A prominent Tibetan writer taken away by authorities last month is believed to be held in a detention center in northwest China’s Qinghai province, according to a Tibetan source inside the region.
Druklo, a prominent Tibetan writer who goes by the pen name Shokjang, was secretly detained for a second time on March 19, around the same time that a friend of his was also taken away, said the source, who declined to be identified.
“However, the friend was released later, but not Shokjang,” he told RFA’s Tibetan Service.
Shokjang is said to be held a detention center in Rebgong (in Chinese, Tongren) in the prefecture of Malho (Huangnan), although no other details were available, the source said.
“He did write about the massive deployment of Chinese security forces in the Rebgong area, armed with weapons ready to use any time,” he said.
Shokjang also wrote an article on March 18th about poor students in Kangtsa (Gangcha) county in Tsochang (Haibei),” he said.
Shokjang and Theurang had been detained on April 6, 2010, on allegations of leading a student protest and contacting outside writers and the Tibetan Youth Congress in exile.
They also were accused of conducting divisive activities and instigating others to resort to divisive actions.
At the time, Theurang was detained in a Sichuan provincial detention center in southwest China, while Shokjang was detained in Lanzhou detention center in northwest China’s Gansu province.
Shokjang was released on May 8, 2010, with stern warning that he would be watched for 10 years. He was also banned from re-enrolling in the Northwest University for Nationalities in Lanzhou and not allowed to take his final exams.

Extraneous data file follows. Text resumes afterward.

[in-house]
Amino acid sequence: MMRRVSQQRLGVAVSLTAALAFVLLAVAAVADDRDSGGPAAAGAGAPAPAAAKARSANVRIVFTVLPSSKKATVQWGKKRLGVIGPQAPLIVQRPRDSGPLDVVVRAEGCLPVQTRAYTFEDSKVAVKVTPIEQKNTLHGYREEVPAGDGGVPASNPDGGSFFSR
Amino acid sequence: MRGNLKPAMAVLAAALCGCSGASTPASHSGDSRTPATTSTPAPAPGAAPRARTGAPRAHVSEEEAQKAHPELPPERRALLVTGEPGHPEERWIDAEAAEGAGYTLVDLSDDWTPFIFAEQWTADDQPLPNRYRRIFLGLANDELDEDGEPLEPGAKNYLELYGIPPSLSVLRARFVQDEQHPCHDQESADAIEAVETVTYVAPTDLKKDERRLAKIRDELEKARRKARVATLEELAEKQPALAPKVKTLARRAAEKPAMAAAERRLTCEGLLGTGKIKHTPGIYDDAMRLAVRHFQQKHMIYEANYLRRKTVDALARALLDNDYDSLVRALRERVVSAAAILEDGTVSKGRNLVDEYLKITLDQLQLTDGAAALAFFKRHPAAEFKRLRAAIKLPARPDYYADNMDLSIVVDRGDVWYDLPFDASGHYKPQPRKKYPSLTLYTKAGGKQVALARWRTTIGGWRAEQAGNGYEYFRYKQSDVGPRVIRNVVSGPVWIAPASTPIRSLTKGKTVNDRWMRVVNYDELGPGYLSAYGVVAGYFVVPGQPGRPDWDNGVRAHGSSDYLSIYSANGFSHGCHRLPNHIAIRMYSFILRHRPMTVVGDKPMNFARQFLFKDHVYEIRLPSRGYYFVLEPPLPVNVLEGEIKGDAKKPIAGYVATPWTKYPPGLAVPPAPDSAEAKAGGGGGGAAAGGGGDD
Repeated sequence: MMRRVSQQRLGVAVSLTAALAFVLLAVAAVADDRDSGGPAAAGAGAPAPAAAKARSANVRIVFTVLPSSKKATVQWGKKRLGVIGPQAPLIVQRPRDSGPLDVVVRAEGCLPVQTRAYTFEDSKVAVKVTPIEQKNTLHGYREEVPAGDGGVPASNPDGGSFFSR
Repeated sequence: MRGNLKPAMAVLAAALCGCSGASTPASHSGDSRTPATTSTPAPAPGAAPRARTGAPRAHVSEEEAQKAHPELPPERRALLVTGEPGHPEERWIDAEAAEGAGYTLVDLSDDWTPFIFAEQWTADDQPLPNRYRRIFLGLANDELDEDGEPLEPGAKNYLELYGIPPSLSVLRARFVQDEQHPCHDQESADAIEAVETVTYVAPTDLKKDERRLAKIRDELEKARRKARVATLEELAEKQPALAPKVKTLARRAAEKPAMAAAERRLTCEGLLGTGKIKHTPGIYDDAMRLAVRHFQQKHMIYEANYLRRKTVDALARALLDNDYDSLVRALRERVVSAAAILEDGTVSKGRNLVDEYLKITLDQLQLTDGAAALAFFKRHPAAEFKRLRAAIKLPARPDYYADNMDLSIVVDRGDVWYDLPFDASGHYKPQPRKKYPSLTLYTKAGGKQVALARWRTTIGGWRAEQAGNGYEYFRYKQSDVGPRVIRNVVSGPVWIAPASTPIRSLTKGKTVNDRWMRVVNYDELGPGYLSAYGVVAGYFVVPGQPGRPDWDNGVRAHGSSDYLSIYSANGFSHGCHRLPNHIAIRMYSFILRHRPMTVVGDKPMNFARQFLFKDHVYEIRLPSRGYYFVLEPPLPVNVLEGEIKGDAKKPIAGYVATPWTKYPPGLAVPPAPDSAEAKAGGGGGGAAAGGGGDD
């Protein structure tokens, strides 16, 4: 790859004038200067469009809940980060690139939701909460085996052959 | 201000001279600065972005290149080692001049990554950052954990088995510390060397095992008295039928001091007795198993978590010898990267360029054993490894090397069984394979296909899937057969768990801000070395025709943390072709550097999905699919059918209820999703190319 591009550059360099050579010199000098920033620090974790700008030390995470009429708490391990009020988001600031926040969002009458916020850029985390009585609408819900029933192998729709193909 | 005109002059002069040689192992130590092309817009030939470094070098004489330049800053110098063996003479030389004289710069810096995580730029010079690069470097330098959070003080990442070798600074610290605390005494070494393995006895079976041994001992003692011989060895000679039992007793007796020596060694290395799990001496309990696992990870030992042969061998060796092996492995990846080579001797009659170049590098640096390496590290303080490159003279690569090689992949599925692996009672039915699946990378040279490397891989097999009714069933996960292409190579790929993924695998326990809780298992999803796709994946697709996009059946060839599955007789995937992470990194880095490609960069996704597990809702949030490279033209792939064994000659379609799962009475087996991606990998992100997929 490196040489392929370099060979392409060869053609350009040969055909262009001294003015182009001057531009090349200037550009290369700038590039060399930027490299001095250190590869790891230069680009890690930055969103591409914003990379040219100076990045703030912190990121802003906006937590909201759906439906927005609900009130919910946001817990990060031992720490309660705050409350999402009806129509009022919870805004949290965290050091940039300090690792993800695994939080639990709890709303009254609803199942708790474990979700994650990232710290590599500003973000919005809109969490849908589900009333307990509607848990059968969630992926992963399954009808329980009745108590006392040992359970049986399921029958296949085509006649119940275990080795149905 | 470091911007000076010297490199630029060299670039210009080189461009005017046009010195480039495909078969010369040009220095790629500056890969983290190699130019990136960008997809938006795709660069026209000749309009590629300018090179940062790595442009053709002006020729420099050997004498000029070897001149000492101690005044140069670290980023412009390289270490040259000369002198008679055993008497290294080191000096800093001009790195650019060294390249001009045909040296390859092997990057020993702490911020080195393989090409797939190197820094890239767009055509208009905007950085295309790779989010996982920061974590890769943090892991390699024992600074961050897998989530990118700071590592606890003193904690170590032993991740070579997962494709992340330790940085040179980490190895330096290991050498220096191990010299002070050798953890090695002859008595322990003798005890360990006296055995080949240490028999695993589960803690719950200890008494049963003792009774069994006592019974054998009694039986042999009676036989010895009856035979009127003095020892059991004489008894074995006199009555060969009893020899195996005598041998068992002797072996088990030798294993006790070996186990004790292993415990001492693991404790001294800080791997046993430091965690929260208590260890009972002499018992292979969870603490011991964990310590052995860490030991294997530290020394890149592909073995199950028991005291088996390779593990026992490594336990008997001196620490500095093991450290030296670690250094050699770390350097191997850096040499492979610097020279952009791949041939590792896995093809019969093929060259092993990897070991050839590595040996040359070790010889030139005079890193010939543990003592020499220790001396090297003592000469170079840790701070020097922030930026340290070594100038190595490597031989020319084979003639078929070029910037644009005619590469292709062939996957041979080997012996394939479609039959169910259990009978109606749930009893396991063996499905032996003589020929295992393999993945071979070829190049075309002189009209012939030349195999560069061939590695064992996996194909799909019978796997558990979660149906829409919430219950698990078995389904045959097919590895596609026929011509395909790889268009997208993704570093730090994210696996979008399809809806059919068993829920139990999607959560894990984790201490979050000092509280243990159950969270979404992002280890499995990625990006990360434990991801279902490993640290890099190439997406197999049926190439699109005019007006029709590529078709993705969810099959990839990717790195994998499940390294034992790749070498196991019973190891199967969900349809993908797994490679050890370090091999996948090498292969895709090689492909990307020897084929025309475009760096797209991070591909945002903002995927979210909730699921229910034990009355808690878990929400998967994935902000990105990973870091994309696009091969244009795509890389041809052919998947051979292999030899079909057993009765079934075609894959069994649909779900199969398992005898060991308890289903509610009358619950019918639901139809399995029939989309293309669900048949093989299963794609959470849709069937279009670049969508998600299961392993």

Shokjang is a native of the Gengya area in Labrang Sangchu county in Gansu province, the source said.
Comments on social media
Many Tibetan writers have commented on Shokjang’s detention on social media.
“Wherever you are, I am confident that you are filled with heroic pride and confidence,” wrote Tsen, a popular Tibetan writer.
Another one named Nyen wrote: “Twenty days back, my brother was suddenly taken away. His real name is Druklo, and his pen name is Shokjang…If anyone meets him, please pay attention and be concerned.”
Theurang wrote: “My friend, wherever you are, I know you are always lively. Whatever situation you may face, I know you will not stop expressing your views. I know you are one who sincerely prays for freedom.”
Tibetans have long complained about eroding religious, cultural, and linguistic traditions in Tibetan-populated regions of China, and language rights have become a particular focus for Tibetan efforts to reassert national identity in recent years, sources say.
On Nov. 9, 2012, several thousand students in Rebgong took to the streets to demand greater rights, including the right to use Tibetan, instead of Mandarin Chinese, as their language of instruction in the schools.
Reported by Lhuboom for RFA’s Tibetan Service. Translated by Karma Dorjee. Written in English by Roseanne Gerin.